Court finds IIROC did not breach disclosure obligation regarding records in third party’s possession
A recent case before the Court of Appeal of New Brunswick has shed light on the disclosure obligations of regulatory bodies like the Investment Industry Regulatory Organization of Canada (IIROC), particularly when the document sought is with a third party.
In Investment Industry Regulatory Organization of Canada v. Crandall, 2020 NBCA 76, the appeal court allowed IIROC’s appeal and restored the decision of the IIROC panel, which said the respondent had engaged in excessive and often unauthorized trading that effectively stripped one of his elderly client’s accounts of the profits realized.
The respondent claimed that, for the proceedings, he needed various documents that were not in his possession, consisting of work records such as notebooks, trade tickets, telephone notepads and emails. He said that he left these work records with National Bank Financial Inc. when he resigned in 2012. Staff at the IIROC conveyed at least 19 requests to NBF for the production of these documents, and some of the records were found and disclosed to the respondent.
During the hearing before the IIROC, the respondent cross-examined the witnesses including the elderly complainant, but opted not to testify in his own defence on the basis that he could not do so without his personal notes. As a result, most of the complainant’s testimonial evidence was uncontested.
The IIROC panel found that the respondent had engaged in excessive trading and in unauthorized discretionary trading and had made unsuitable recommendations for the complainant’s personal investment account.
In the respondent’s application for review with the Financial and Consumer Services Tribunal, the respondent initially alleged that he was denied the right to a panel composed entirely of individuals whose mother tongue was English and was denied the privilege of access to documents critical to his defence.
During the pre-hearing conference, the applicant withdrew the language-related ground. The tribunal raised its own preliminary motion in connection with the disclosure provided to the respondent. The tribunal ultimately rescinded the IIROC’s decision and ordered a stay of proceedings, stating that the failure to provide certain records sought from NBF during the IIROC proceedings breached the IIROC’s duty of procedural fairness.
The Court of Appeal of New Brunswick allowed the IIROC’s appeal and restored the decision of the IIROC panel, ruling that the process before the tribunal was not procedurally fair to IIROC, that the tribunal incorrectly held that the duty of procedural fairness had imposed upon IIROC an obligation to disclose materials that were not in its possession and that NBF’s failure to produce the requested documents did not amount to a breach of procedural fairness.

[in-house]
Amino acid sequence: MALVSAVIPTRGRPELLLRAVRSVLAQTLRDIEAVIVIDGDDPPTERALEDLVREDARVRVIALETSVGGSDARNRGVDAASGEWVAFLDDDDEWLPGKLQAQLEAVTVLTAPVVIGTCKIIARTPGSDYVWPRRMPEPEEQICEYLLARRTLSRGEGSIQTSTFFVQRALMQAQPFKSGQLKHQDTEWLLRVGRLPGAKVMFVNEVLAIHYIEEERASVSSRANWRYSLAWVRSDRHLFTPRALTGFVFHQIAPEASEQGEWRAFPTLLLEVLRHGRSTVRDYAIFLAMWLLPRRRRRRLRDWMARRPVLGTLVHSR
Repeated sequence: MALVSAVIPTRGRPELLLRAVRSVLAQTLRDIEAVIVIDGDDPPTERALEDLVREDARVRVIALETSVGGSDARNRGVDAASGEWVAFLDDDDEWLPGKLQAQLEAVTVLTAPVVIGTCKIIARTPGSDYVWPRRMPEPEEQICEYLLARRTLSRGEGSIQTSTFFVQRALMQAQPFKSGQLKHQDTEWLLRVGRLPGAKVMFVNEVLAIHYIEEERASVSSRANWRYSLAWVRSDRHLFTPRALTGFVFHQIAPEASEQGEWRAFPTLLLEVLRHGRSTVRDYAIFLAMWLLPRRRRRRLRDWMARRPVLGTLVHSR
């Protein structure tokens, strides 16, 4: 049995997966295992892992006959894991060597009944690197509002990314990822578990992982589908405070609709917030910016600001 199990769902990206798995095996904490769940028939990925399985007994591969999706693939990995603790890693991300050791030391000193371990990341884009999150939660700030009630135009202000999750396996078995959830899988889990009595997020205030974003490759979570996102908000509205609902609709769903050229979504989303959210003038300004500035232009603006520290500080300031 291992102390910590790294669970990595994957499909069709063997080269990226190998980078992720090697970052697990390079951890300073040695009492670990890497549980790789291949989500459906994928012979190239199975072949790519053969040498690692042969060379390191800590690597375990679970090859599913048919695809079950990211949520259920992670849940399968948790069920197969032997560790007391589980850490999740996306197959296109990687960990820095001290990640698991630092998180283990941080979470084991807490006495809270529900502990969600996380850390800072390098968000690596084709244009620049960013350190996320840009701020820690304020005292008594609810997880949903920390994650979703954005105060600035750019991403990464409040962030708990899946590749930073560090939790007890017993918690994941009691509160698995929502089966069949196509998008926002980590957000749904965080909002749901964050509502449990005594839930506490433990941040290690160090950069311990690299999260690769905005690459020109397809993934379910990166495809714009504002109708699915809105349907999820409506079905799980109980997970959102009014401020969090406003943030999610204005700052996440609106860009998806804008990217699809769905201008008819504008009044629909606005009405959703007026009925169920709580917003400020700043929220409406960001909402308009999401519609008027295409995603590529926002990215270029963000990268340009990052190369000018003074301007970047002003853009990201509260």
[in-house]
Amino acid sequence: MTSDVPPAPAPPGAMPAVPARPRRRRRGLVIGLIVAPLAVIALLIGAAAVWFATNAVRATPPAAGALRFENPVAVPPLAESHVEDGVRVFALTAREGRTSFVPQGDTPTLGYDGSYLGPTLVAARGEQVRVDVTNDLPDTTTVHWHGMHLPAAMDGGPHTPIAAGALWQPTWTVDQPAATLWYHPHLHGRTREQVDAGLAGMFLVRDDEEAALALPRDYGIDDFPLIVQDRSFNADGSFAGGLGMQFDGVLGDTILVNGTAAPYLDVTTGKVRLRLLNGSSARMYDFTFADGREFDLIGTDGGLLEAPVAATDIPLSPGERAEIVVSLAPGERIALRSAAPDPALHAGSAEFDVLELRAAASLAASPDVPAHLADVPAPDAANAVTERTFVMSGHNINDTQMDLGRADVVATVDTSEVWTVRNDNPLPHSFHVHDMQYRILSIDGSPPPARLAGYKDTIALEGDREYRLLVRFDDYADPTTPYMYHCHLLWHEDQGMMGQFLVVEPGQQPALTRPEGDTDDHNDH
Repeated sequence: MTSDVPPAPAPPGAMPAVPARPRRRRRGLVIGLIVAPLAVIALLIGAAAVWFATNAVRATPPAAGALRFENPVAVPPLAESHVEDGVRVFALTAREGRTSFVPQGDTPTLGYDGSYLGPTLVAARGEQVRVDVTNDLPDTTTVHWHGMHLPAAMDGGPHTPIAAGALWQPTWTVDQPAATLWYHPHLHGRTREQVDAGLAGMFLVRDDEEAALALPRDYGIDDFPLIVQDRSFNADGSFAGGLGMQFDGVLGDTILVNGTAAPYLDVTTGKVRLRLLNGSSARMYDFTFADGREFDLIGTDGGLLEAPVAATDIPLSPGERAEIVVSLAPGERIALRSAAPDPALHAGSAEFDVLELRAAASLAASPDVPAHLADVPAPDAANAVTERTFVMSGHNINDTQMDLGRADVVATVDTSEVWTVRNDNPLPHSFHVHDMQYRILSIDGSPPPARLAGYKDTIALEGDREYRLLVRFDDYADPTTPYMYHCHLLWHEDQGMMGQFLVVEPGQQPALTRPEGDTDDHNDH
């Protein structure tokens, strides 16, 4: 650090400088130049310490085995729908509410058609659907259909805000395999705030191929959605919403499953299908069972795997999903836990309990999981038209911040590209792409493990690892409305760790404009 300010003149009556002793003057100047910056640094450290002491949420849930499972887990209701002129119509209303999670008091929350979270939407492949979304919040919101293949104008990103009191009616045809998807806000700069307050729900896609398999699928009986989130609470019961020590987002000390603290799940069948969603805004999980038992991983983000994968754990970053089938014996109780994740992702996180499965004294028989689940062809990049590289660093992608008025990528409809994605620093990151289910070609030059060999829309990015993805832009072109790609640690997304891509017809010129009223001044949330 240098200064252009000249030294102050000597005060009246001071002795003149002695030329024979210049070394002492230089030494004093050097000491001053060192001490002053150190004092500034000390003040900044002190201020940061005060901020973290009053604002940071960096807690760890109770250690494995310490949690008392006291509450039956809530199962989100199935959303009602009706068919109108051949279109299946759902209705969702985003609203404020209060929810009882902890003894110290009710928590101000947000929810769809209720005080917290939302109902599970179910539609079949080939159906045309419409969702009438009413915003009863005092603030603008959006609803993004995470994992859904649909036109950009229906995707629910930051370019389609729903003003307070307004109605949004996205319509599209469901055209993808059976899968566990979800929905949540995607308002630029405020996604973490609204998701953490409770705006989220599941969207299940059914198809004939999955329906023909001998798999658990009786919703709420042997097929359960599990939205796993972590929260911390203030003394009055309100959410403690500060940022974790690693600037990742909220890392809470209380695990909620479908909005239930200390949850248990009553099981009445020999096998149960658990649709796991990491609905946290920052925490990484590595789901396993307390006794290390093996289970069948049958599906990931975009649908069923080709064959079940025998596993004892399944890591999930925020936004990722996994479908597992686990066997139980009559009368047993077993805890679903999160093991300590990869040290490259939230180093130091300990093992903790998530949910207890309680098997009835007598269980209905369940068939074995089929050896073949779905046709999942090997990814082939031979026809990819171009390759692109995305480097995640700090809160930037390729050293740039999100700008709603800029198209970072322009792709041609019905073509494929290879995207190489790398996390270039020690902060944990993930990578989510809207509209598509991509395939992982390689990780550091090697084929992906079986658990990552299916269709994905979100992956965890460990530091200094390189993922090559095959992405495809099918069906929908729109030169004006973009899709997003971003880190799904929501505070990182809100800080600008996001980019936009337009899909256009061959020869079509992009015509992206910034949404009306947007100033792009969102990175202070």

The court found two procedural errors in the tribunal’s process which raised a reasonable apprehension of bias. First, the tribunal improperly made its own formal motion and adjudicated it. Second, the tribunal, on its own initiative, severed the grounds for review and chose to hear first only the issue relating to disclosure. In doing so, the tribunal provided no authority, no stated reasons and no opportunities for the parties to be heard on this matter.
The court then said that IIROC did not breach its duty of procedural fairness, whether during the investigative stage or during the adjudicative stage of the process. At the investigative stage, IIROC made numerous requests of NBF for documents, disclosed the relevant records that NBF produced and informed the respondent regarding the replies it received from NBF.
As regards the adjudicative stage, the court held that the tribunal improperly held that the duty of procedural fairness imposed upon IIROC the obligation to disclose materials that NBF had not provided. IIROC had repeatedly asked NBF for the documents that the respondent wanted and let the respondent know about the results of these inquiries.
The court said that the tribunal should not have characterized this as a disclosure case because IIROC could not disclose something which was not in its possession, and which was in the exclusive possession of a third party. Rather, this case involved the possible loss or destruction of documents by a third party, which was not done for the purpose of obstructing the IIROC proceedings.
Criminal law principles should apply, such that the respondent should show that the loss or destruction of the documents caused him actual prejudice. Because the respondent opted not to testify, he failed to show such actual prejudice, the court concluded.
Ted Brook, an associate at Norton Rose Fulbright Canada LLP, explained in a blog post that this case “reminds administrative tribunals of the importance (1) of staying in their own lane, and leaving it to the parties to determine which issues should be the subject of a motion, and (2) of the dangers of deciding issues without providing notice to the parties and an opportunity to be heard.”